Kidney stones are crystallized material in the urine. These stones form in the kidneys or other parts of the urinary tract. Kidney stones may be made up of a variety of minerals in the blood. The most common are calcium, oxalate or phosphate. Others stones may contain uric acid, struvite, and/or cystine.
Some of the known causes of kidney stones in children include:
- Too much oxalate in the urine
- Too much calcium in the urine or blood
- Too much uric acid in the urine
- Tiny bacteria a stone can form around
- Inherited abnormality in the way the body handles cystine
- Foreign bodies in the urinary tract, like stents or catheters
- Abnormal function of the urinary tract, such as neurogenic bladder
Factors that may increase your child’s chance of developing kidney stones include:
- Dehydration —not drinking enough fluids
- Eating foods high in salt
- Eating a ketogenic diet to help control epilepsy
- Mineral content of water your child drinks (hardness or softness of the water)
- Having family members who have had kidney stones or gout
- Having kidney stones in the past
- Being overweight
- Medical conditions, such as urinary tract infections or metabolic conditions
- Geographic location—residents of the Southeast United States have an increased risk
- Limited physical activity
- Foreign material in the urinary tract, such as a catheter
Occasionally, kidney stones do not cause symptoms, and they leave the body in the urine. Often a kidney stone can cause severe pain and symptoms such as:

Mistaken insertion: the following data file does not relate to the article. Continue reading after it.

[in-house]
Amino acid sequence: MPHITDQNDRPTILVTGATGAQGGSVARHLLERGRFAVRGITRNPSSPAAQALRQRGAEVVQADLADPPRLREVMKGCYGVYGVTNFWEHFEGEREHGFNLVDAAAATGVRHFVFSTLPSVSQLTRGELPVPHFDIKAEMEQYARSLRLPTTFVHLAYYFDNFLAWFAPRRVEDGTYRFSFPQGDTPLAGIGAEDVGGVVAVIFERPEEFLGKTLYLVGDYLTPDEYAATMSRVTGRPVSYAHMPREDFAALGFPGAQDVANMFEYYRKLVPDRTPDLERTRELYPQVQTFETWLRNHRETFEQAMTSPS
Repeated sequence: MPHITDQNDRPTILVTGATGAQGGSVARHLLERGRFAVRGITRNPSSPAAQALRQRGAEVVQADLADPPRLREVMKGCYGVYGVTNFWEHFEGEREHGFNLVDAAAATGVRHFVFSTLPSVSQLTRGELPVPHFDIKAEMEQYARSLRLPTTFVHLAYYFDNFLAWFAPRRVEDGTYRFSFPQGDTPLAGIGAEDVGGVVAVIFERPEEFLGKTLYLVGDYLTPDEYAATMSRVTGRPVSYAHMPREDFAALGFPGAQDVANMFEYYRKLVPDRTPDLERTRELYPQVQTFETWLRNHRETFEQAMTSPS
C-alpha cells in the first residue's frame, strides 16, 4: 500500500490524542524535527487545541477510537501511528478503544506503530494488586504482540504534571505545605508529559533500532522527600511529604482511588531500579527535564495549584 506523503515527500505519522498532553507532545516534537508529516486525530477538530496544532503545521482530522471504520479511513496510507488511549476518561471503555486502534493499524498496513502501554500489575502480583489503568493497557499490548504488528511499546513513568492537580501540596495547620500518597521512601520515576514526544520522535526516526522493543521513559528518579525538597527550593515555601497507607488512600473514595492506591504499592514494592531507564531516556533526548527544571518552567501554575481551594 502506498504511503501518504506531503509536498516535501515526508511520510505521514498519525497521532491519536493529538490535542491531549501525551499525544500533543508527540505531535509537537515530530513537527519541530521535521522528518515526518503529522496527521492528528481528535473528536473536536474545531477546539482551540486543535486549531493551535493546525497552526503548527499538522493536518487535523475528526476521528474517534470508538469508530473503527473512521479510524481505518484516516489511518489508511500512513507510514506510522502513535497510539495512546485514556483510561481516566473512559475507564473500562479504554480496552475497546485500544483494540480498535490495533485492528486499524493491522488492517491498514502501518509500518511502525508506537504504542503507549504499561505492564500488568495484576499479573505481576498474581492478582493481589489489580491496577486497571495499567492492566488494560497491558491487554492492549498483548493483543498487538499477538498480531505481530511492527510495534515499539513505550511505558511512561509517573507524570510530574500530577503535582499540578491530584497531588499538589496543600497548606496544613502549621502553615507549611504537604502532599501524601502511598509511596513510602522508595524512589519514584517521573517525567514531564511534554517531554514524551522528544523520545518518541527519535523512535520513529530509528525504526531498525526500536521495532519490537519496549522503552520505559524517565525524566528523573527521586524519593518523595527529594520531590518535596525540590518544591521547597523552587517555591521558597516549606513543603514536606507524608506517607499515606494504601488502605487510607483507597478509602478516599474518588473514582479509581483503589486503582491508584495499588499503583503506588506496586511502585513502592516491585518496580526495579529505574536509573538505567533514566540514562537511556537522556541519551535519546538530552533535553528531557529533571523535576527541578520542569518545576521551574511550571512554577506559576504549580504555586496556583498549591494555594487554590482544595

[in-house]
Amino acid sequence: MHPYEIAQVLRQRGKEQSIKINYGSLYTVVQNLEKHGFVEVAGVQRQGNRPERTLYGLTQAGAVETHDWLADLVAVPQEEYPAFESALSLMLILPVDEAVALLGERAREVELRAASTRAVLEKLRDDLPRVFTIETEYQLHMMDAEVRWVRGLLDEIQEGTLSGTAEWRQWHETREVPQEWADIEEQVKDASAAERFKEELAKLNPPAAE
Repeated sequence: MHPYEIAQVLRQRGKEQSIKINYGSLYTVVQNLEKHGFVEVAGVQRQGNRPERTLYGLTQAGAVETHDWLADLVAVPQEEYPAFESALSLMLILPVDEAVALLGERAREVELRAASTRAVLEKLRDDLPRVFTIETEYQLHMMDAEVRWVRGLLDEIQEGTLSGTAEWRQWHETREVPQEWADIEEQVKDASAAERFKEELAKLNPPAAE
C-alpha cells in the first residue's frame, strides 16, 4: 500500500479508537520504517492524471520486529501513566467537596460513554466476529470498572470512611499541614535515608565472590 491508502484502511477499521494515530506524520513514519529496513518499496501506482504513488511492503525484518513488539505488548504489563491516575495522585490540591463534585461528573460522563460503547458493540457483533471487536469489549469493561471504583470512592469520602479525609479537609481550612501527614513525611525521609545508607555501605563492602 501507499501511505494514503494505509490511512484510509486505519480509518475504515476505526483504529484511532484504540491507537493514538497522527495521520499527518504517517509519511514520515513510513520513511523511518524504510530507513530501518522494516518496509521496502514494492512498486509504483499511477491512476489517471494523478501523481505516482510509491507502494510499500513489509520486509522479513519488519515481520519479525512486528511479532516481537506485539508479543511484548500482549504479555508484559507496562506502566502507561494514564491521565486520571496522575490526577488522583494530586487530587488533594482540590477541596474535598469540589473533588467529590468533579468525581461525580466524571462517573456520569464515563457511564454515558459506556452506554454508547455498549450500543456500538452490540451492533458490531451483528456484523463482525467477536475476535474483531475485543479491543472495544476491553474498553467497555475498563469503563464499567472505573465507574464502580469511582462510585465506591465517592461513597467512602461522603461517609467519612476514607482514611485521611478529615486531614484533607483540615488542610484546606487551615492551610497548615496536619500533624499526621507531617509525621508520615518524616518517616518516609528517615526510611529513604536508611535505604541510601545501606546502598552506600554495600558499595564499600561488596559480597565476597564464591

- Sudden, severe pain in the side of the body or mid- or lower back when it moves
- Pain in the belly or groin area
- Nausea or vomiting
- Blood in the urine
- Burning pain when urinating
- Recurring urinary tract infections
The doctor will ask about your child’s symptoms and medical history. A physical exam will be done.
Images of the kidneys and urinary tract may be taken with:
Treatment depends on the size and location of the kidney stone. Treatment may include:
For small kidney stones, having your child drink plenty of water will help their body pass the stone in the urine. The doctor may provide a special cup to catch the stone when it passes so that it can be analyzed. If your child is having a hard time keeping fluids down, they may need to be hospitalized to receive fluids in their vein. The doctor may also give your child medications to control pain and antibiotics until the stone passes.
Your child may be advised to take:
- Over-the-counter pain relivers
- Prescription pain relievers
- Medication to dissolve the kidney stone
Surgery may be needed if the stone is:
- Very large or growing larger
- Causing bleeding or damage to the kidney
- Causing infection
- Blocking the flow of urine
- Unable to pass on its own
Types of surgery include:
- Extracorporeal shock wave lithotripsy (ESWL)—uses shock waves to break up stones that are too large to pass
Ureteroscopy and stone basketing or laser lithotripsy—camera is used to locate the stone
- Stone basketing—A tiny basket is used to remove the stone.
- Laser lithotripsy—The stone is broken into smaller pieces with a laser if it is too large to remove.
- Percutaneous nephrolithotomy—uses a scope placed through a small tube in the back to remove a large stone (rare)
- Lithotomy—open surgery to remove a stone (rare)
Your child is likely to have another kidney stone if they had one before. To help reduce your child's chance of future stones:
- Have your child drink plenty of fluids, especially water. Avoid sodas.
- Make sure your child does not eat too much food that is high in salt, such as potato chips, french fries, or processed meats.
- A calcium-rich diet can help bind oxalate before it reaches the kidney. Encourage milk and yogurt.
- If your child is overweight, work with your child’s doctor to learn the safest way for your child to lose weight.
- Encourage water during sporting activities or other active playtimes.
- Reviewer: Kari Kassir, MD
- Review Date: 01/2015 -
- Update Date: 06/23/2014 -